Winning the 2001 USF Business Plan Competition was exciting for Tyler Bennett and teammate Felix Schupp. Their business plan for PhysicianPal Inc., a business services provider for physicians and surgery centers, won them that year's first prize of $1,000.
The whole competition and aftermath was a learning experience for the pair. While winning gave Bennett, 34, and Schupp, 29, great exposure, the connections they made helped them navigate the brutal VC environment of 2001. "We ended up getting additional feedback from one of the judges, who [became] our friend afterward," says Bennett. While the VCs liked their plan, they weren't readily dishing out money during that time, a fact reinforced by their new friend and former judge. So the business partners went forward, building the company on their own to get to the stage where they had a proven product with proven customers.
The competition itself, notes Bennett, was a good jumping-off point to get PhysicianPal where it is today. With deals currently in the works, the San Francisco company could gross as much as $1 million in sales this year. Looking back, Bennett says, "It definitely got us motivated. A month later, we incorporated and started working on software development. It validated what we were doing."
Whether it's through a university or a local business initiative, a business plan competition can be just the inspiring forum entrepreneurs need to launch their ideas into the stratosphere. From the seed money to the indispensable business and venture contacts, participants in such events often come away with a renewed vigor for entrepreneurship. "Entrepreneurship, in whatever form, is alive and well," says Cannice. "It's nice to see we have a lot of passionate engineers and scientists and cooks and chefs and artists. It's exciting to see everyone come together. But what it boils down to is: Who's really excited about what they're doing? Who's willing to take the time to build an organization that can do something that's not just neat, but [also] something that can actually make money and do well under competition?"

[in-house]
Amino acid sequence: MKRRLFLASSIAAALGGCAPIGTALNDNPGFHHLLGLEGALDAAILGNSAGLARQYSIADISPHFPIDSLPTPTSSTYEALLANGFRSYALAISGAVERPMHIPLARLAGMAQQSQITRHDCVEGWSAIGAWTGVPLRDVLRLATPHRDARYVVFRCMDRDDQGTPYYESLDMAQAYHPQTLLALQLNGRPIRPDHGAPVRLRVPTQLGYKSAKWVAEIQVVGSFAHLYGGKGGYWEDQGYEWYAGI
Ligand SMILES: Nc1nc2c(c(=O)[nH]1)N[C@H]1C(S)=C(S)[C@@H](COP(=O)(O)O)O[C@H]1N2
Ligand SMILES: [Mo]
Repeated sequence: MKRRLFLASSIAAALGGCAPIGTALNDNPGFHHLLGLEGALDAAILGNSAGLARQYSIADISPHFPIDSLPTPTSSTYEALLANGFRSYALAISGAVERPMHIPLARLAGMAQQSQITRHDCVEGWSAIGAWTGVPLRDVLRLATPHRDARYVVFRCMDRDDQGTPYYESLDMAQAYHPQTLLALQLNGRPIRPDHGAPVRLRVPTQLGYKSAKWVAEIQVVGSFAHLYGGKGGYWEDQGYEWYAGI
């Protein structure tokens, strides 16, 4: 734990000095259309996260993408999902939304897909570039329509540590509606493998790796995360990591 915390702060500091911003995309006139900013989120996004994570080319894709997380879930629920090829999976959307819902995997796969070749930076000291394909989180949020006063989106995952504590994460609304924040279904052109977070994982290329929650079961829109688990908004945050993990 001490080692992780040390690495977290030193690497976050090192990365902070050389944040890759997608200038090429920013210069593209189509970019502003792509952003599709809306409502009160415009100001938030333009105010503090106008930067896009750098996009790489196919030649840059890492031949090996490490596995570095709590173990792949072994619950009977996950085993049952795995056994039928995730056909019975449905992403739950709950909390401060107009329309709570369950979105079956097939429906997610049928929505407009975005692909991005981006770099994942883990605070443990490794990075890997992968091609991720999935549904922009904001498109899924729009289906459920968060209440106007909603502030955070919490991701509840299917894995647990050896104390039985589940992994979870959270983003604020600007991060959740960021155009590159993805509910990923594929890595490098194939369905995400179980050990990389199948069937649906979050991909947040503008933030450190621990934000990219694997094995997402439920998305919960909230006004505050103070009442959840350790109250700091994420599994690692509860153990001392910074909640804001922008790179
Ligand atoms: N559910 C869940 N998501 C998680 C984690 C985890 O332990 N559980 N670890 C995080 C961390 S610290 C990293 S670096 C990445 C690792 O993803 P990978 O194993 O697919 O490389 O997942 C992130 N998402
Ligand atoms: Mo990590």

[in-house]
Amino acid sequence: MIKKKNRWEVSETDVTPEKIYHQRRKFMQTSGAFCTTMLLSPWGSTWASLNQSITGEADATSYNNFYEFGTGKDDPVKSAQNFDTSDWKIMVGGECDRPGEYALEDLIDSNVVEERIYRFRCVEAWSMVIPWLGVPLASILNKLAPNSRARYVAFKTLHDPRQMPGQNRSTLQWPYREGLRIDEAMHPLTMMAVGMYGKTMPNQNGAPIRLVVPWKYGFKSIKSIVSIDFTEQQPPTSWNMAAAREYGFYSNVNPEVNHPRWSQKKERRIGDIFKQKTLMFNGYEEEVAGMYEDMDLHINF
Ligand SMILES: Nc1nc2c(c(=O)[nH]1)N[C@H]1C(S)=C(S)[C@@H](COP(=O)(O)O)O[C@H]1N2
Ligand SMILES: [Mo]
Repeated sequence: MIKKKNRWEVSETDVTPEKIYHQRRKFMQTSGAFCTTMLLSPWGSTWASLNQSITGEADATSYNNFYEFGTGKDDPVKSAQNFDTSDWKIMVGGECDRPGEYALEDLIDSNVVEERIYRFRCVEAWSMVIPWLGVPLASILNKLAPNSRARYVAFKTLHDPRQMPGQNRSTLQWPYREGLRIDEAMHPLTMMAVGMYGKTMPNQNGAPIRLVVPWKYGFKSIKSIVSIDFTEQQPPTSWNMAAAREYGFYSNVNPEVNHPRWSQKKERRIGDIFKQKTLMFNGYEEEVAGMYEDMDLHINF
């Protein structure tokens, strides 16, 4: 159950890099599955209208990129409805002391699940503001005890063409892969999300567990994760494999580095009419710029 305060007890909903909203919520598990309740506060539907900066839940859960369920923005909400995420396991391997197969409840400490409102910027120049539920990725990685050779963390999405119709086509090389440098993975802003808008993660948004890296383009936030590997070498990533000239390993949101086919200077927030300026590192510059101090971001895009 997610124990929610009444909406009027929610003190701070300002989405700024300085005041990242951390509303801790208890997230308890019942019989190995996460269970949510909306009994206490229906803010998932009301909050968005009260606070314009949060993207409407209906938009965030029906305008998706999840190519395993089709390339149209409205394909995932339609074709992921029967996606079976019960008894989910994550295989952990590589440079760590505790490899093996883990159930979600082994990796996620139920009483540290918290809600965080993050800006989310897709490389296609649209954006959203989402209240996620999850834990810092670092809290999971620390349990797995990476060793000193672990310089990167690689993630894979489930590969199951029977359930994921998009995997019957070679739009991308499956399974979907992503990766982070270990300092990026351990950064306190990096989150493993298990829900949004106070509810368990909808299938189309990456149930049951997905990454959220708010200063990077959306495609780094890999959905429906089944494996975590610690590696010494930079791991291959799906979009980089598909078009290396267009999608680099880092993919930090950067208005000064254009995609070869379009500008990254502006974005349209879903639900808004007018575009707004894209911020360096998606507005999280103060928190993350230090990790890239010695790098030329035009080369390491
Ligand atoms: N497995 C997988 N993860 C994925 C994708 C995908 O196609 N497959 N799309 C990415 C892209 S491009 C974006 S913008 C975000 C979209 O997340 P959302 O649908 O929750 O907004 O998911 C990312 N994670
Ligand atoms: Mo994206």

The SBA has gotten into the business plan revelry, launching its first-ever youth entrepreneur business plan competition. Originally conceived as part of the organization's 50th anniversary celebration, it was created to breed an increased focus on young entrepreneurs. Held during the SBA's May 2004 conference, SBA Expo '04, and organized by the SBA and the National Entrepreneurship Association, the competition accepted business plans from entrepreneurs enrolled in colleges and universities.
Fifty finalists were asked to compete at the Orlando, Florida, event; plans ranged from an urban greeting card company to an international cell phone rental company to the winning plan--a travel and concierge company. The winning team and runners-up were recognized by the SBA at an evening reception and also received prizes from contest cosponsors such as Hewlett-Packard, Microsoft and Office Depot.
The veteran entrepreneurs in attendance were impressed. "They really appreciated the opportunity to meet with young, bright minds that are going into the challenging and compelling world of entrepreneurship," says Jack Bienko, deputy associate administrator for strategic alliances at the SBA. "We expect that there were some friendships and mentoring relationships struck during the conference."
The SBA intends to continue the program and is planning for next year's competition; details hadn't been set at press time. Go to www.sba.gov for more information.